What is Wayfinding?
Before we can delve into the different types of wayfinding signage, it is important to clearly define what it is. As its name implies, wayfinding signage is a physical marker that helps you navigate a space, directing individuals in the right trajectory when they are visiting a business, institution, and so on.
Wayfinding signage is commonly used in medical buildings, educational institutions, touristic attractions, restaurants and bars, as well as in malls and various retailers. While this type of signage is not considered a form of advertisement, it is typically a key element in portraying a positive brand image.
Types of Wayfinding Signage
Now that you are familiar with the concept of wayfinding signage and its overall purpose we can take a look at each type individually.
This section will go over what you need to know about each type of wayfinding signage.
This is the most commonly found type of wayfinding signage and is also considered to serve as general wayfinding landmark. This type of sign informs guests that they have arrived at their intended location within a specific building.
These can be really useful, especially when in a large building with multiple businesses or organizations sharing the same space. Given their nature, identification signs must be simple and uncluttered in order to be understood in a matter of seconds.
Some common examples of identification signage are:
- Door plaques indicating whose office it is.
- Departmental markers such as customer service or accounting
- Landmark signage such as a historical marker or donor plaque.
Directional signage should facilitate the navigation of a building for customers and visitors. The proper placement of these signs is crucial since they are leading a path to a destination. Directional signage must be unambiguous both in language and placement. Position them where traffic flow isn’t obvious such as areas of a building with multiple junctions.
Some common examples of effective directional signs are:
- Markings at each junction indicating which direction to go
- Building directory indicating what/who is on each floor
- Coloured arrows/lines on the floor (blue for marketing; red for sales)
Informational signage closely resembles identification signage but is more generic in nature. Rather than indicating specifics, informational signage applies to an entire building. These signs are found in common areas where the majority of visitors will view them, such as lobbies, waiting rooms, and entrances.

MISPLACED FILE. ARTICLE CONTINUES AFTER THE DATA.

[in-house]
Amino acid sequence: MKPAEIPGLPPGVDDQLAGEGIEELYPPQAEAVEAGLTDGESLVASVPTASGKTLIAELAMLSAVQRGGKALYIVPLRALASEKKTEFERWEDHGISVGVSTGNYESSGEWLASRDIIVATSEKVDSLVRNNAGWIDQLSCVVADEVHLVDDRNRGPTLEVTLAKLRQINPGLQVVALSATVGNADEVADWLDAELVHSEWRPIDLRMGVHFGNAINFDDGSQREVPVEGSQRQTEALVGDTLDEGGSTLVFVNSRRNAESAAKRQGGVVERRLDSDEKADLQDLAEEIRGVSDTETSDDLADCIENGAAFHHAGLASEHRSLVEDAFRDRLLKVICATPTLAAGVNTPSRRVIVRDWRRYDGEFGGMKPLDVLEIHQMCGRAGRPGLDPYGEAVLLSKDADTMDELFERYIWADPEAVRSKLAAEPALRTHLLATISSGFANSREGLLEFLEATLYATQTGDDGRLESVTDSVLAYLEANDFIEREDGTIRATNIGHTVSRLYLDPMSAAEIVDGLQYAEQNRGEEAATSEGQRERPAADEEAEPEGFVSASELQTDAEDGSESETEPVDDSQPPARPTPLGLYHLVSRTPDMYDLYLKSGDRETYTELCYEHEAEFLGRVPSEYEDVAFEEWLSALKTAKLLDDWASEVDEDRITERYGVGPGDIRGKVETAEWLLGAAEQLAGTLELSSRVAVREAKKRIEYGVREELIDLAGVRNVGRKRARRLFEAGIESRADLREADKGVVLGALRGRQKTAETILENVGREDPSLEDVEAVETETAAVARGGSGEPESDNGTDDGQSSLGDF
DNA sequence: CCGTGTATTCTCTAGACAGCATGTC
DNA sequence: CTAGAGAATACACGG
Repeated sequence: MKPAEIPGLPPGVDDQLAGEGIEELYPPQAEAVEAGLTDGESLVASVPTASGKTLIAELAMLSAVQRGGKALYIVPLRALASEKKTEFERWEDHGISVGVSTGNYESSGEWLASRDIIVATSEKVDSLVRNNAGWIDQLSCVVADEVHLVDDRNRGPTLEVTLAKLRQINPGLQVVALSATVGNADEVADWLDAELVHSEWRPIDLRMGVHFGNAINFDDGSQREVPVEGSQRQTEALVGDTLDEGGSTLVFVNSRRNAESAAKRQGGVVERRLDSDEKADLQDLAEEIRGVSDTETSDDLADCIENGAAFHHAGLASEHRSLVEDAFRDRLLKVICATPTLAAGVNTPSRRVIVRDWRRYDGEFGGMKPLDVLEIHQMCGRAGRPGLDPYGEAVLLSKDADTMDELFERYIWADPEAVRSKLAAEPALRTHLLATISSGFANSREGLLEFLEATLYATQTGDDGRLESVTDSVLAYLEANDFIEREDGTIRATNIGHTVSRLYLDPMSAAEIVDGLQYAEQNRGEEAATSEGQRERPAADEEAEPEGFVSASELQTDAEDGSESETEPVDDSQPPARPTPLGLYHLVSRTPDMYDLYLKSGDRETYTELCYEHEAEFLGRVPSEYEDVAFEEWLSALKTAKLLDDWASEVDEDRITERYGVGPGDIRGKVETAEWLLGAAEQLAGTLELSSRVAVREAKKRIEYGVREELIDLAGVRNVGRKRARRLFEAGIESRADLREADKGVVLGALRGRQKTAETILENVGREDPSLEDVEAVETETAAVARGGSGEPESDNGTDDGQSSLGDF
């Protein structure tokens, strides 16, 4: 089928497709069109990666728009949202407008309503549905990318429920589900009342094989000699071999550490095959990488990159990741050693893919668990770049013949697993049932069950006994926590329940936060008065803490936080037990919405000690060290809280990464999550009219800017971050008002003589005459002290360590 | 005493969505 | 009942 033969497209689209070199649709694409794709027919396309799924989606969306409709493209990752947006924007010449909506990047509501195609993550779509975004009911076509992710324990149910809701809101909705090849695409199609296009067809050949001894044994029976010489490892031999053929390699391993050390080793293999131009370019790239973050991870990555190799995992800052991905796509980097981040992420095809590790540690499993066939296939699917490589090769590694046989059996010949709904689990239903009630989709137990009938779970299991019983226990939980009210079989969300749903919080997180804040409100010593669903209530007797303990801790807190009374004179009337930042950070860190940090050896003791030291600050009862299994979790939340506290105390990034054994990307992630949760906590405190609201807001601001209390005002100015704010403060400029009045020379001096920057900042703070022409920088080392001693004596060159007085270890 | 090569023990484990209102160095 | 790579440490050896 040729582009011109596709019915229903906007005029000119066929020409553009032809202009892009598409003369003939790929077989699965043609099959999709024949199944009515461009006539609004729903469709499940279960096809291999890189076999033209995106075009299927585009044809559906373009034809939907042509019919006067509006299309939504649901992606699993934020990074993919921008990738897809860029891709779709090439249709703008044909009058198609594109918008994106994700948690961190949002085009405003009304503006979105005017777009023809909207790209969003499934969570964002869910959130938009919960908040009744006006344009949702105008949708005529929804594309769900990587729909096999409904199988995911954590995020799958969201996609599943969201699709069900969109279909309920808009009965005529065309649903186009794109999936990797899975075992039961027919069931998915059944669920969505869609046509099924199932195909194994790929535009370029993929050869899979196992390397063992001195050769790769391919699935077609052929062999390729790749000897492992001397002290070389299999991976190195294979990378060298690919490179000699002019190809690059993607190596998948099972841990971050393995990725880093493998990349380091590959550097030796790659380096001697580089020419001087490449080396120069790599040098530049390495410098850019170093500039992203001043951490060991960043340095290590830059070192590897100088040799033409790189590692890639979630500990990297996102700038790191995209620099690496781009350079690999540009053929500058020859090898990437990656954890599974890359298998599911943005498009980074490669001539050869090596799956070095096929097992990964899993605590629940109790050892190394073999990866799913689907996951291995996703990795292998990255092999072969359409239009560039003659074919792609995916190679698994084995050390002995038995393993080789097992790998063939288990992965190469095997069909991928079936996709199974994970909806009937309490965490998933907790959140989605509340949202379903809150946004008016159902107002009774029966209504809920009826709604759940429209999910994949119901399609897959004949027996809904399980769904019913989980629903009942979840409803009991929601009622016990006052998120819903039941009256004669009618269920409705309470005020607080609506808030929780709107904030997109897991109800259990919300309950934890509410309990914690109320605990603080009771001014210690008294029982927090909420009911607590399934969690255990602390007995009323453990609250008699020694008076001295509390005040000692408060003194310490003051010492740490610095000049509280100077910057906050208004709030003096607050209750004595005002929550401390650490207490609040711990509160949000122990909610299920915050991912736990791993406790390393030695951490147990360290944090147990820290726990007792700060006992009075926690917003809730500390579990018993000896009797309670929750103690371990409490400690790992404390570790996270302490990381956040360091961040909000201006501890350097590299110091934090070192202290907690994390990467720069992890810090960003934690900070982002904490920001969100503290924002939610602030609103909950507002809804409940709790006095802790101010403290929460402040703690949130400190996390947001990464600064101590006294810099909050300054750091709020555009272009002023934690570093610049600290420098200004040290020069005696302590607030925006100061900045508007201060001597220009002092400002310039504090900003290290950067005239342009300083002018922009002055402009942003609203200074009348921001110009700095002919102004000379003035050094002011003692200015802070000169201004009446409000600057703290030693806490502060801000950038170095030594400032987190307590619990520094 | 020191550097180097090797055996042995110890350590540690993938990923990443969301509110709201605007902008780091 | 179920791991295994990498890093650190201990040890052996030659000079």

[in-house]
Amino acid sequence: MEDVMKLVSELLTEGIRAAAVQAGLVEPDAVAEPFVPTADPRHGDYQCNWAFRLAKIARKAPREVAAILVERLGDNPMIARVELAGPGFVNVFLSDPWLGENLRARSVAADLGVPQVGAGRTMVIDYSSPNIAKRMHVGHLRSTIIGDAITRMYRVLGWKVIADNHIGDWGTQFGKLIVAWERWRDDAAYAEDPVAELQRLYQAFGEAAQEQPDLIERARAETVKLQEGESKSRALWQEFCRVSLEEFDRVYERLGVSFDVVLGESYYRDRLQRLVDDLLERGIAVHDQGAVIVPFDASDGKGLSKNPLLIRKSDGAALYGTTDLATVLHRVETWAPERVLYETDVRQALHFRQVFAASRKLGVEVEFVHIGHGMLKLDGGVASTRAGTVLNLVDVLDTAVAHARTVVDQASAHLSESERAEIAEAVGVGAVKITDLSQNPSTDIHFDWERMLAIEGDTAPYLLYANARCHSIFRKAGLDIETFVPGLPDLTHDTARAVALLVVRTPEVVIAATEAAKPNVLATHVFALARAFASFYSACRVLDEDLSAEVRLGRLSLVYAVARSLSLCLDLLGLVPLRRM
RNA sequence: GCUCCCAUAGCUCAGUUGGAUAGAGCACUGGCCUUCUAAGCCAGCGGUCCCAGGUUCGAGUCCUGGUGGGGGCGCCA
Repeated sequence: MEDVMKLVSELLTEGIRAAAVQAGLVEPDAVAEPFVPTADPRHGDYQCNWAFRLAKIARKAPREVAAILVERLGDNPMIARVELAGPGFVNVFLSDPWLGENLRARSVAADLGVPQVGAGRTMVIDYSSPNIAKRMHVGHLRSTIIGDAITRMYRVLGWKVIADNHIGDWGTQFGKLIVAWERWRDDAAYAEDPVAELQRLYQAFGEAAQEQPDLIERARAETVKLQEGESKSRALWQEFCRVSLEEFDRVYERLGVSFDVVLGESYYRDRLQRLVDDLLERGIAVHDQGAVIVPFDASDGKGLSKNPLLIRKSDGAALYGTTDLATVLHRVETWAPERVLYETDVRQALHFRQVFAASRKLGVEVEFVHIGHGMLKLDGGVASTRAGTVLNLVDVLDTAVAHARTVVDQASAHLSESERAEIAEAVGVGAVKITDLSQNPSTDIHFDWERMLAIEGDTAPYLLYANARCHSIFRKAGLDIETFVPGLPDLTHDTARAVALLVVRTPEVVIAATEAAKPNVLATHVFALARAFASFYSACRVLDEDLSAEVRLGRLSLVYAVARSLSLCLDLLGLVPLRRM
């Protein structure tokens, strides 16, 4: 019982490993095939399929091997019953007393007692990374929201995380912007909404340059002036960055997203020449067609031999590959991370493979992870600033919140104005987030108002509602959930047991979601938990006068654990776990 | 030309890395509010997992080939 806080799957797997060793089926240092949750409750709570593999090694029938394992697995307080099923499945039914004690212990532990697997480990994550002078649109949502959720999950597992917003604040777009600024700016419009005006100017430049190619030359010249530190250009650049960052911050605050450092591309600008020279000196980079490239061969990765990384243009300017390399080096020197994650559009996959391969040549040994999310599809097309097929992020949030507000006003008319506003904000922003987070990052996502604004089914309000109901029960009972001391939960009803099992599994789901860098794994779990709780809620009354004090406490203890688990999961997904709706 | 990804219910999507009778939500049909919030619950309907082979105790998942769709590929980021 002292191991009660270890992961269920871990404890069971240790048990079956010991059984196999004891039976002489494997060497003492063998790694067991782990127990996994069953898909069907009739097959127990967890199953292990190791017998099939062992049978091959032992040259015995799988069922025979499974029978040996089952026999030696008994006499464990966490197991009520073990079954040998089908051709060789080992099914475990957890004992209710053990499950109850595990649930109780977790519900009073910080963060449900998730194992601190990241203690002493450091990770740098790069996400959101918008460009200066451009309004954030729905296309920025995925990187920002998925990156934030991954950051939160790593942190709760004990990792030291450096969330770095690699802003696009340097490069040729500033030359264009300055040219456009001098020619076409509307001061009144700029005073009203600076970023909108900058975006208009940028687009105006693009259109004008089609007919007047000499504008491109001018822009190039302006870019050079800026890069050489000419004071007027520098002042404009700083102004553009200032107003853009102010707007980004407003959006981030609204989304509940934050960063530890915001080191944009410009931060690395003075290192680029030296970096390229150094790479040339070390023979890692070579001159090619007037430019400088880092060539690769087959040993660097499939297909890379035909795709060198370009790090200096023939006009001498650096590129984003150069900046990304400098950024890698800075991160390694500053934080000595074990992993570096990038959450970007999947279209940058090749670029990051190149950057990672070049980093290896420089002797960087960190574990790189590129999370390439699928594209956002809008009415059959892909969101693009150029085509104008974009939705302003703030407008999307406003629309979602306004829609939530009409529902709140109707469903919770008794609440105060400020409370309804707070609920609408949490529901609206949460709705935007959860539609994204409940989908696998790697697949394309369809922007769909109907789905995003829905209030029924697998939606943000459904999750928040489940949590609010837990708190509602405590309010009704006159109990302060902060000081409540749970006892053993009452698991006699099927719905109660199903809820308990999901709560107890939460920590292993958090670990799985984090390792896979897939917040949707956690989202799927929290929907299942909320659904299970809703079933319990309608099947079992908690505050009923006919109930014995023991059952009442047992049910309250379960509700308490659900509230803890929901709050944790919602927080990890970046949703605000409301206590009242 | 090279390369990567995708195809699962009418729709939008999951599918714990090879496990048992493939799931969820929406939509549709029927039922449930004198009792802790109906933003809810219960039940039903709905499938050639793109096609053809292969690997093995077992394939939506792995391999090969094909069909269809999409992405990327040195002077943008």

When considering the types of informational signs that your business requires, consider what questions visitors might have and ensure that your signage provides clear answers to those queries.
Some common examples of informational signage are:
- Bathroom indicator
- Business hours
- Elevators and stairs indicator
- Free WIFI signage
- Cafeteria or other eating areas signage
Informational signage should be posted in areas visible to all and should utilize internationally recognizable symbols and languages to ensure that they are readily and universally understood by everyone at a glance.
Last but not least, regulatory signage is a type of wayfinding signage that focuses on visitor safety and liability concerns. Regulatory signs are very important because they set boundaries for the visitors. These should clearly indicate areas that are out of bounds such as employees-only zones, behaviours not permitted such as no smoking signs, and cautionary signs such as wet floors ahead.
As it is for all types of wayfinding signage, make sure that your regulatory signs are visible, clear, and concise.
Some common examples of regulatory signage are:
- No pets allowed
- No smoking allowed
- Caution! High Voltage!
- Caution! Wet Floors!
- Employees only
- No entry beyond this point
Each form of wayfinding sign can and should be used in conjunction with the others. In your facilities, informational and regulatory signage must be used to establish behaviour expectations. Furthermore, all signage should be straightforward. Regardless of its purpose, a person should be able to look at a sign and know what it says as well as what it implies in terms of navigation in seconds.
Make sure you have the correct mode of distribution for whatever information you’re delivering. The more straightforward and consistent your signage is throughout all four forms, the more beneficial it will be for everybody who uses it.